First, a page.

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Siemens SK65 - killer form factor plus mobile office functionality

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February 20, 2005

Siemens SK65 - killer form factor plus mobile office functionality

Siemens SK65 - killer form factor plus mobile office functionality

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February 21, 2005 Look at the pictures of the Siemens SK65 and you may not "get it." After all, there are so many permutations and combinations of flip, twist, slide et al mobile phone designs these days, (few of which offer any functional advantage), you could easily dismiss the unique x2type (cross-to-type) design as another passing fad. Not so - from the moment we twisted the SK65 body and settled our thumbs on the full-size QWERTY keyboard, we knew this was a significant development in the form factor of the device formerly known as the mobile phone. Apart from the killer design, the SK65 offers BlackBerry technology, which means you get your email messages pushed to your phone - getting them at exactly the same time you would if you were behind your home or office desktop computer.

It's not that often we get excited about a mobile phone these days but the SK65 does have exceptional capability thanks to what it calls its x2type (cross-to-type) keyboard. Most importantly, if you are a competent typist, you can type very quickly using your thumbs and the SK65's QWERTY keyboard - standing up, in a busy street or in an airport - and we think that's killer functionality. Opened with a turned action, the full-sized 37-key keyboard enables quick and easy e-mail composition, yet folds away as a normal-sized mobile phone when not in use.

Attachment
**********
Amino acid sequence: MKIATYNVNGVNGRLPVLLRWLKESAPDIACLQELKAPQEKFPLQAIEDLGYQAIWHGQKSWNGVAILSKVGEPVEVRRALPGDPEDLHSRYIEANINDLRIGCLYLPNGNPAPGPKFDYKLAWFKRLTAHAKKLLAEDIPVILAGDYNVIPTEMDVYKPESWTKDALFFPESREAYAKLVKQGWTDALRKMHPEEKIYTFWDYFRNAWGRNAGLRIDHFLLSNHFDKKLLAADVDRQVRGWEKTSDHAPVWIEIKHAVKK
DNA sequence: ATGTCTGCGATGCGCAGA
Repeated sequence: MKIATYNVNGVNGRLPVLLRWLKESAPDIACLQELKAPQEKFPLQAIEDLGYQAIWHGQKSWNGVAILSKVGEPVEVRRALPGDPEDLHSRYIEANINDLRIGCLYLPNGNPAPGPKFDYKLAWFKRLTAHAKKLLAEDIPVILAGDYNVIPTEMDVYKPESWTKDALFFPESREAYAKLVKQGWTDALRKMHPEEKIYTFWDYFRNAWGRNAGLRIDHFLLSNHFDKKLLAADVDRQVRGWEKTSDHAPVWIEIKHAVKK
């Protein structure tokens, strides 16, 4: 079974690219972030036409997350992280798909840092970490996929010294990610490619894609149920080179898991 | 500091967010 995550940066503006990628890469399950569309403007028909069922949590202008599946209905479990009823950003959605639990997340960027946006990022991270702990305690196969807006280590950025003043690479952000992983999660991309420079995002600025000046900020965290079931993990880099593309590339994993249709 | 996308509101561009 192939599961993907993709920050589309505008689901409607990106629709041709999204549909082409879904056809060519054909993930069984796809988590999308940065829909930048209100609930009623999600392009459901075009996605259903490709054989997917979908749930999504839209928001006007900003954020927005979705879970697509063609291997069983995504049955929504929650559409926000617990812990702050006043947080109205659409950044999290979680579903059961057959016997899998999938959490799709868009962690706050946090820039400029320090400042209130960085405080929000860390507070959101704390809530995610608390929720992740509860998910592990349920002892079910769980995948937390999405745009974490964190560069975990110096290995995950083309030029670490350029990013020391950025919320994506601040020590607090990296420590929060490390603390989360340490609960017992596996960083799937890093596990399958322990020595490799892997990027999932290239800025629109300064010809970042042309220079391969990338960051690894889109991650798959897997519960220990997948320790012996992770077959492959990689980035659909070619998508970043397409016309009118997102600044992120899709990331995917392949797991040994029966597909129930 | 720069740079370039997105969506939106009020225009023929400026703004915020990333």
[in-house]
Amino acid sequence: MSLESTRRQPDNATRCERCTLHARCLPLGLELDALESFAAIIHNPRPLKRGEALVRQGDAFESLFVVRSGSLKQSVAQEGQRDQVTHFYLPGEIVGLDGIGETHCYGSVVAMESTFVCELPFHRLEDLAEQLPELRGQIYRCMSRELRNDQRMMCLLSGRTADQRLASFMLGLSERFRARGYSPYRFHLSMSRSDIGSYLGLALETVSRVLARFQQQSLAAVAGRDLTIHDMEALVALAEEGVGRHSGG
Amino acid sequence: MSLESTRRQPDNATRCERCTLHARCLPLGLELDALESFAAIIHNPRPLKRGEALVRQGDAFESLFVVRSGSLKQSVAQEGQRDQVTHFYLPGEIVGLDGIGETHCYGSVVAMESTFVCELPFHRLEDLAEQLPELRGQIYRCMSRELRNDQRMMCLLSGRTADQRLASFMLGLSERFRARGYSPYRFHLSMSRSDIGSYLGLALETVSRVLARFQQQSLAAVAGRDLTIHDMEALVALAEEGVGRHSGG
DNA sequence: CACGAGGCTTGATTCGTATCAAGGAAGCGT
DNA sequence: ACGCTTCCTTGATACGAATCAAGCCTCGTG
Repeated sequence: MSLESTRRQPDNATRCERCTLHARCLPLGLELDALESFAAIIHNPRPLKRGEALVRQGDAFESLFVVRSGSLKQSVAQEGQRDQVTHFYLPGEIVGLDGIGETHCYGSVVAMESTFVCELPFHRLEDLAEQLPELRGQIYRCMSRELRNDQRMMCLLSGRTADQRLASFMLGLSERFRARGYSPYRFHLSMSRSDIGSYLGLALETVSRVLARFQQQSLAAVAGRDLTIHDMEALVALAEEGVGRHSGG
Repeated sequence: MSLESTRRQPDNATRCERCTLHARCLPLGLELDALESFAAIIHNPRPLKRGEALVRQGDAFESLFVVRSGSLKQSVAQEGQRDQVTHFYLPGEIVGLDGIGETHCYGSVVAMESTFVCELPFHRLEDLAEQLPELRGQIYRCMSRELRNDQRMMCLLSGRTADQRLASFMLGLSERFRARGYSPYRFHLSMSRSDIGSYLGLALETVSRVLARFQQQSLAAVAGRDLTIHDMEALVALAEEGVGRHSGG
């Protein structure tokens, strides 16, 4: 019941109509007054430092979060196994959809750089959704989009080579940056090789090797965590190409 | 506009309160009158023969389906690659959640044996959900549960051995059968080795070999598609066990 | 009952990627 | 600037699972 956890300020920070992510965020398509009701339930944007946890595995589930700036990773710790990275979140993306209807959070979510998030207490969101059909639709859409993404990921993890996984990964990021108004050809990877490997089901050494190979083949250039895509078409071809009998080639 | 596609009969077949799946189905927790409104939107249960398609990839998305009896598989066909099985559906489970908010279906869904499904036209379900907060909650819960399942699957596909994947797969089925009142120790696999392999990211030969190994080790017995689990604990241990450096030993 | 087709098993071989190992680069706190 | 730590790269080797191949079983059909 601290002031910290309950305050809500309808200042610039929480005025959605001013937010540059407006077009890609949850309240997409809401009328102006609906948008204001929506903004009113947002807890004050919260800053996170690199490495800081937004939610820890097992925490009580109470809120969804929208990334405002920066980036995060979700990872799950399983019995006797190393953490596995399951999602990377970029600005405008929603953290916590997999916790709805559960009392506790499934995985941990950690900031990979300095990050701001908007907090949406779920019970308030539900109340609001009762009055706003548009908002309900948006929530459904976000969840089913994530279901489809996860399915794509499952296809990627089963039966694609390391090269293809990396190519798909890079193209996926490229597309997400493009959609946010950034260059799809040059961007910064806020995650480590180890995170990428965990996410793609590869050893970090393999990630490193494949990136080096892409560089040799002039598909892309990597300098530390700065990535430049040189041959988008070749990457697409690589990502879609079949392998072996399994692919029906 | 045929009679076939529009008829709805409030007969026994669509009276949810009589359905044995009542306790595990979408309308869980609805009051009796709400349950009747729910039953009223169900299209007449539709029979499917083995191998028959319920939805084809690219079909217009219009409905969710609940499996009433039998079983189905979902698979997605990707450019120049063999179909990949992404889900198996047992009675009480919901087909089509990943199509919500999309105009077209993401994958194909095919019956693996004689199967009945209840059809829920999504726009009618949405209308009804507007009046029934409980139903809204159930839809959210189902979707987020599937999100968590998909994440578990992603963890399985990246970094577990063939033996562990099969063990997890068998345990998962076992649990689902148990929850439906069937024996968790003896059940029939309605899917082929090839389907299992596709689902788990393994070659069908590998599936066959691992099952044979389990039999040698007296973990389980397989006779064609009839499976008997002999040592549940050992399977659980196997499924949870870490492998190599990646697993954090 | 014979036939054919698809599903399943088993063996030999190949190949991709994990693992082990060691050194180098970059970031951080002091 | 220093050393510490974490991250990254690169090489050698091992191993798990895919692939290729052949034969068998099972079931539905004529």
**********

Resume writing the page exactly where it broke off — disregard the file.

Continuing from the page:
The on-desk and in-hand presence of the SK65 is also significant. It looks the part in an elegant black and silver that is reminiscent of the upmarket Vertu designs and with its unique design offering fast palmtop data entry for the over-35s, the SK65 could become one of the design icons of this era. Yes - it is that significant! The SK65 features 64MB memory for managing large amounts of data, with up to 30MB free, for storing personal information such as e-mails, ring tones and java applications. Additional features include: a large 132 x 176 pixel TFT screen with 64k colors, a fully featured address book with room of up to 2000 entries and new Siemens Mobile Phone Manager PC software.

So the design and the QWERTY keyboard are fantastic, but the added functionality offered by the BlackBerry system is what really makes the SK65 a complete mobile office solution - the SK65 is the first mobile phone to offer complete e-mail, calendar and corporate data access capabilities allowing business to be conducted on the move.

The tri-band handset allows seamless wireless communication with e-mail clients such as MS Outlook or IBM Lotus Notes and even POP3/IMAP4 accounts, ensuring immediate wireless e-mail push to the SK65 and maximizing business hours spent travelling or between meetings.